The CAP Foundation ran its think tank Dearborn Conferences 20 years ago, the Association of Pathology Chairs engaged the future at the 1990 Black Point Retreat, and the original American Society of Clinical Pathologists tackled future needs and strategies in Colorado Springs. Predictions of calamity came from various directions, with advancing and transforming technology seen as the biggest threat. There were conflicting reports about whether there would be a pathologist glut or a dire shortage. Academics feared the latter; many in the community foresaw the rise of the unemployed and unemployable pathologist. The supply of new pathologists did reach an excess in the mid-’90s; only now does it seem to have reached better market balance. In the process, we have gained a new generation of highly trained and subspecialty-educated young pathologists.

The predicted technological changes in how we serve patients are, to a great extent, the reality of today. Raymond Gambino, MD, foresaw in 1983 the development of home and bedside testing. Ronald Weinstein, MD, predicted in 1987 the development of telepathology and the networking of pathology diagnostic services. The late Perry Lambird, MD, predicted 15 years ago that unless pathologists and their organizations embraced change, the future could be grim. He rejected his own Sayonara hypothesis in which advancing technology and government interference crippled the specialty, and in which the average pathologist’s work routine became "devoid of challenge and intellectual charm." He also rejected the possibility of a "soft landing," insisting that the course of pathology would be determined by how well our leadership and we, the practicing pathologists, capture the spirit of the future and adapt ourselves to be leaders of pathology and laboratory technology of our present time.

How have we done in this regard? We certainly have not become vaporware. We have been highly successful in pursuing some technologies; in others we have failed to fully grasp the opportunities that came our way. The possibilities of medical informatics, as expounded by Ralph Korpman, MD, and others in the ’80s, have not resulted in a contemporaneous prediction by William Hartmann, MD, that there would be a "pathoinformology" subspecialty. We do have the Association for Pathology Informatics and a core group of leaders, but many more of us need to be involved.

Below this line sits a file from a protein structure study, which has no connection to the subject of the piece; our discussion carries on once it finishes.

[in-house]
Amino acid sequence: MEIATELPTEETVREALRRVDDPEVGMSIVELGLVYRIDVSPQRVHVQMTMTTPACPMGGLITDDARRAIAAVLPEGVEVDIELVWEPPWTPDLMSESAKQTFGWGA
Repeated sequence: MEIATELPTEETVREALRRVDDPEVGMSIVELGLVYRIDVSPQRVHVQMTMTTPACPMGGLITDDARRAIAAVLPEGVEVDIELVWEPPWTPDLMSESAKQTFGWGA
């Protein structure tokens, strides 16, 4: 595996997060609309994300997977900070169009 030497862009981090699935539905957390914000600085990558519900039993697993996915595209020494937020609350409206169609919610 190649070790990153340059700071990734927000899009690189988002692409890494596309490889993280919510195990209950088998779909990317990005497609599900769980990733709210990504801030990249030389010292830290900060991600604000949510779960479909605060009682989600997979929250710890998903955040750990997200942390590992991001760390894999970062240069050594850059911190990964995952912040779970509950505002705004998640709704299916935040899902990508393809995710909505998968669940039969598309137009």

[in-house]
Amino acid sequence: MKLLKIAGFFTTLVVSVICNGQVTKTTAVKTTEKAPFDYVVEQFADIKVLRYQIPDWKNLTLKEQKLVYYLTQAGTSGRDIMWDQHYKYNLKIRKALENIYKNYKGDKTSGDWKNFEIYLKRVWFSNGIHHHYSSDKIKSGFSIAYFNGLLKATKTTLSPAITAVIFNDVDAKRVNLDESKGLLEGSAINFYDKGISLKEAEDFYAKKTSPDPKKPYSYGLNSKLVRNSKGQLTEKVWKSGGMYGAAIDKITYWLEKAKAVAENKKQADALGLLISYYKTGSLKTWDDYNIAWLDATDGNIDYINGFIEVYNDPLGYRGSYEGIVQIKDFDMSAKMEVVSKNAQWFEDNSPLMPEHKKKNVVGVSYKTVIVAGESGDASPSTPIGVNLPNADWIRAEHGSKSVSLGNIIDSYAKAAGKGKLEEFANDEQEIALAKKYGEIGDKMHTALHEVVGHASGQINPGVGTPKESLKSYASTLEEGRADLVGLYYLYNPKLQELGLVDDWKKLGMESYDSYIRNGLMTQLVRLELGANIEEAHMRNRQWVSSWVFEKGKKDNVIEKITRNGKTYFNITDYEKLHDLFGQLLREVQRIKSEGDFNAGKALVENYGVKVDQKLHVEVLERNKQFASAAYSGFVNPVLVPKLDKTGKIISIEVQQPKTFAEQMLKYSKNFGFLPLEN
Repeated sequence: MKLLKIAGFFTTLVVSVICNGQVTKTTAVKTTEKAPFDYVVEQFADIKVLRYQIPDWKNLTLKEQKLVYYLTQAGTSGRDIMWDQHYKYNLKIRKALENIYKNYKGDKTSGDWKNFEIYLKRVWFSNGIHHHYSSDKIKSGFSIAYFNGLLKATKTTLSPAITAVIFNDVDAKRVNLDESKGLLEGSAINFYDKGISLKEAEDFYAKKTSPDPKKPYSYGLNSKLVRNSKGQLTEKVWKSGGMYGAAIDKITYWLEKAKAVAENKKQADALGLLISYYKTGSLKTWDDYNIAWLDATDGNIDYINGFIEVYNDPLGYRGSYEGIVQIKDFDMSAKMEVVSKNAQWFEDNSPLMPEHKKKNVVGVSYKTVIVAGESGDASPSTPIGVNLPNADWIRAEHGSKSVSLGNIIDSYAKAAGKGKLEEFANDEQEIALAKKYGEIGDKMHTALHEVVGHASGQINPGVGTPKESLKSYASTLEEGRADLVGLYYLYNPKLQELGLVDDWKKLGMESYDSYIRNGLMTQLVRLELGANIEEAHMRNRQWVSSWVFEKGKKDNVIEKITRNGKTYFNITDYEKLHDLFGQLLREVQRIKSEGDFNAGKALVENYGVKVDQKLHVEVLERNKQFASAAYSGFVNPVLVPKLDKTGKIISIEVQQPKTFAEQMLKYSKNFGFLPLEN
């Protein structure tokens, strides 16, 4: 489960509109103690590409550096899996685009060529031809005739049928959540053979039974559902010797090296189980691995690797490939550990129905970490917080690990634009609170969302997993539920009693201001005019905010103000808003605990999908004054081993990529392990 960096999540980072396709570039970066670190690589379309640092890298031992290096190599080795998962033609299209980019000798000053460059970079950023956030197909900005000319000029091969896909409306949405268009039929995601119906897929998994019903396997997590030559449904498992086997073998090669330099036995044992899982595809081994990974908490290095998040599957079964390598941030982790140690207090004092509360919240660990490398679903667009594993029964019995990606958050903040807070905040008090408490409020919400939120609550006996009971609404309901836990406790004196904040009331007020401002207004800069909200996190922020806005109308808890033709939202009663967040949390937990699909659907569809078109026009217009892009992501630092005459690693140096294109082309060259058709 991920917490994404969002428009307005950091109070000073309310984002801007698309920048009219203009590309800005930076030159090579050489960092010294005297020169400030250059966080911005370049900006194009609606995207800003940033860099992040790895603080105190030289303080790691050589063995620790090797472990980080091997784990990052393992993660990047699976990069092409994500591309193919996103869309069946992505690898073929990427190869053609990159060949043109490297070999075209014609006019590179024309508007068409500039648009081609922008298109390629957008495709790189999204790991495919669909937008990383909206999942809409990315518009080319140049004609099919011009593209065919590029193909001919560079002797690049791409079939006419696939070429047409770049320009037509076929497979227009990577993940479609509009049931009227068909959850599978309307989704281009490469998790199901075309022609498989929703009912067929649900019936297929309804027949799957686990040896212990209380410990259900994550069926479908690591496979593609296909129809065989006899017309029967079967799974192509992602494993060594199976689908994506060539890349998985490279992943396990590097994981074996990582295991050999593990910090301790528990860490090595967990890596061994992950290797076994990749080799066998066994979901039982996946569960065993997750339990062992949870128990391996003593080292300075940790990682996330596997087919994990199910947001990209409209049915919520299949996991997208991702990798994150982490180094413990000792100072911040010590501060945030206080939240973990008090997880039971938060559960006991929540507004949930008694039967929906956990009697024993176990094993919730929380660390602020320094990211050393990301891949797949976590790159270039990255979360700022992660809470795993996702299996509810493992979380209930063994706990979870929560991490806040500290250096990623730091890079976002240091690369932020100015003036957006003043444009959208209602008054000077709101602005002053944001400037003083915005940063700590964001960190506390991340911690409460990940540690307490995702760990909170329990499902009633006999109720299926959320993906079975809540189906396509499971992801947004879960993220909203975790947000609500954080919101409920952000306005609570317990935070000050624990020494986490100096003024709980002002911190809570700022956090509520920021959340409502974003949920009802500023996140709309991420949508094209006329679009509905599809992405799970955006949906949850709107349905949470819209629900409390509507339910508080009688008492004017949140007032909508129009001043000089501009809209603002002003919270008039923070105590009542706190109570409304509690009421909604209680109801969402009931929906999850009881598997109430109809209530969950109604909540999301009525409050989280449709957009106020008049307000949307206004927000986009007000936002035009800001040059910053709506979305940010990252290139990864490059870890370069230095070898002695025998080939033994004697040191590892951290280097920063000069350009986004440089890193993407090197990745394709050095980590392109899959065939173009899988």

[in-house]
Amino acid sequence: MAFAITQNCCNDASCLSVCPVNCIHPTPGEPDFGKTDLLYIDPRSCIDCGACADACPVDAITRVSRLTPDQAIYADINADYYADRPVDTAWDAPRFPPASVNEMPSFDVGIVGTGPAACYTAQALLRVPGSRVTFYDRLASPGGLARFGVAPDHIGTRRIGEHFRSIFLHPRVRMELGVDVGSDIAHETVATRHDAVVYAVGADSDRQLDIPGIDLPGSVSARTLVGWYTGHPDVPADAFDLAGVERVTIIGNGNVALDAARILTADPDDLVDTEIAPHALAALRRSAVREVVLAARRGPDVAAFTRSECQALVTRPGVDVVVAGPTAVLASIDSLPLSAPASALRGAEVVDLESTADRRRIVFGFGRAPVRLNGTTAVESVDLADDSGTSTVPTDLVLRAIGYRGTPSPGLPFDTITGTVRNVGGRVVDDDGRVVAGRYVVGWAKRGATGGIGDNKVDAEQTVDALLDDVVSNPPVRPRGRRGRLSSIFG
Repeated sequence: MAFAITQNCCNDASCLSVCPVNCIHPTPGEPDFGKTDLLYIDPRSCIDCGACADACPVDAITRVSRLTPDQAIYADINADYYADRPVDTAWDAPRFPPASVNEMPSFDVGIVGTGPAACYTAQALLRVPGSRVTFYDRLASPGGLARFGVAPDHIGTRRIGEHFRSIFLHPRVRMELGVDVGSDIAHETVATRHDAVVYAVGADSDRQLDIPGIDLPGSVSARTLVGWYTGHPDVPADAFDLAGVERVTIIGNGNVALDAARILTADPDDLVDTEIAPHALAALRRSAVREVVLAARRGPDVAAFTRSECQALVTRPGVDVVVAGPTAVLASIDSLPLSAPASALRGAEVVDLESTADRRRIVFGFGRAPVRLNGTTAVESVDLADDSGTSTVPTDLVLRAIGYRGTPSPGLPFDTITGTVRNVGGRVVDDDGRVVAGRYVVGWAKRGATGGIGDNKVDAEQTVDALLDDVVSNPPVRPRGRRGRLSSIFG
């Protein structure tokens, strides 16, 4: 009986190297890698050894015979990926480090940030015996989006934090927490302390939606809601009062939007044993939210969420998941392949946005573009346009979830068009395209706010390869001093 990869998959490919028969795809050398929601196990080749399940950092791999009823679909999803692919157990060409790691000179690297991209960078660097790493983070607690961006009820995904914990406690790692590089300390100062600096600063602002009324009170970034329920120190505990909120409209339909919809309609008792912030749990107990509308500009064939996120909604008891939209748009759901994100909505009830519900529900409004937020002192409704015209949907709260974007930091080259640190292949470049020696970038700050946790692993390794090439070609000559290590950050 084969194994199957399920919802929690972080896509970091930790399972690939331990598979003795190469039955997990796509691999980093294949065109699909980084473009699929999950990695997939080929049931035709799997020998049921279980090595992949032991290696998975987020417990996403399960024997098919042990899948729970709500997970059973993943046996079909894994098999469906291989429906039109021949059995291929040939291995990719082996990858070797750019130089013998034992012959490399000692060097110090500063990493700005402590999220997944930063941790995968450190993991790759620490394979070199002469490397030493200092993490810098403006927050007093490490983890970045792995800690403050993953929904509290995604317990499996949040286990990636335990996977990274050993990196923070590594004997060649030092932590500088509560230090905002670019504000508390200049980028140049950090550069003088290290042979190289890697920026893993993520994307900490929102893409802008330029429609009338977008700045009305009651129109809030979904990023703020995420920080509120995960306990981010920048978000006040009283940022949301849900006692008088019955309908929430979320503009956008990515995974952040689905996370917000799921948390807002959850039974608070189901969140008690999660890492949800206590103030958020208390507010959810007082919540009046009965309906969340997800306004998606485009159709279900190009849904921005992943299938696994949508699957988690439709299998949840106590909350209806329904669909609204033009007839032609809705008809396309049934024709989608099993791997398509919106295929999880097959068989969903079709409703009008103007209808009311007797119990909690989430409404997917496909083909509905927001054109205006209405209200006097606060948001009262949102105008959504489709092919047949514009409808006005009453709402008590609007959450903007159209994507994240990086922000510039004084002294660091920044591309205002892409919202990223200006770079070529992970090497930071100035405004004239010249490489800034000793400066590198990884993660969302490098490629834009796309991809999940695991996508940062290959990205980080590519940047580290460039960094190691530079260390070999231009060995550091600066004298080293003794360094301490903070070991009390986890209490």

Likewise, William Gardner, MD, 15 years ago presciently predicted a day in which "tissue diagnosis would not be derived from a collection of pink and blue artifacts to which we are so remuneratively attached, but from computer recognition of specific biochemical and genetic fingerprints." This same theme arose in a recent seminal editorial by Donald Henson, MD, in which he reminds us that in a period of some 150 years, we evolved from being physicians who observe gross disease at autopsy, to microscopic diagnosticians of myriad pathologic changes. Now, having reached great capabilities in microscopic diagnosis, we are entering the era of molecular diagnosis and molecular imaging.

Microscopic diagnosis will remain a foundation of pathology practice, but we will not be shackled to the past. As long as the doomsayers do not destroy our spirit, we will go forward to an abundance of new territories to expand our boundaries in molecular medicine, new technologies of cancer diagnosis, tissue banking, genomics, and even genetic counseling.

To all of us, at whatever stage we are in our careers, the College offers its help to shed the cobwebs of the past. Our CAP ’03 Annual Meeting in San Diego Sept. 10-14 promises to be such a transformational experience. Become immersed in molecular pathology. Be in the vanguard of cancer diagnosis. Exchange insights and solutions with colleagues. Participate in immediately useful practical education. Register by the early registration date of April 15 and you will save $75.

That, by the way, is enough for a down payment on that flat-screen TV. I think I will do it.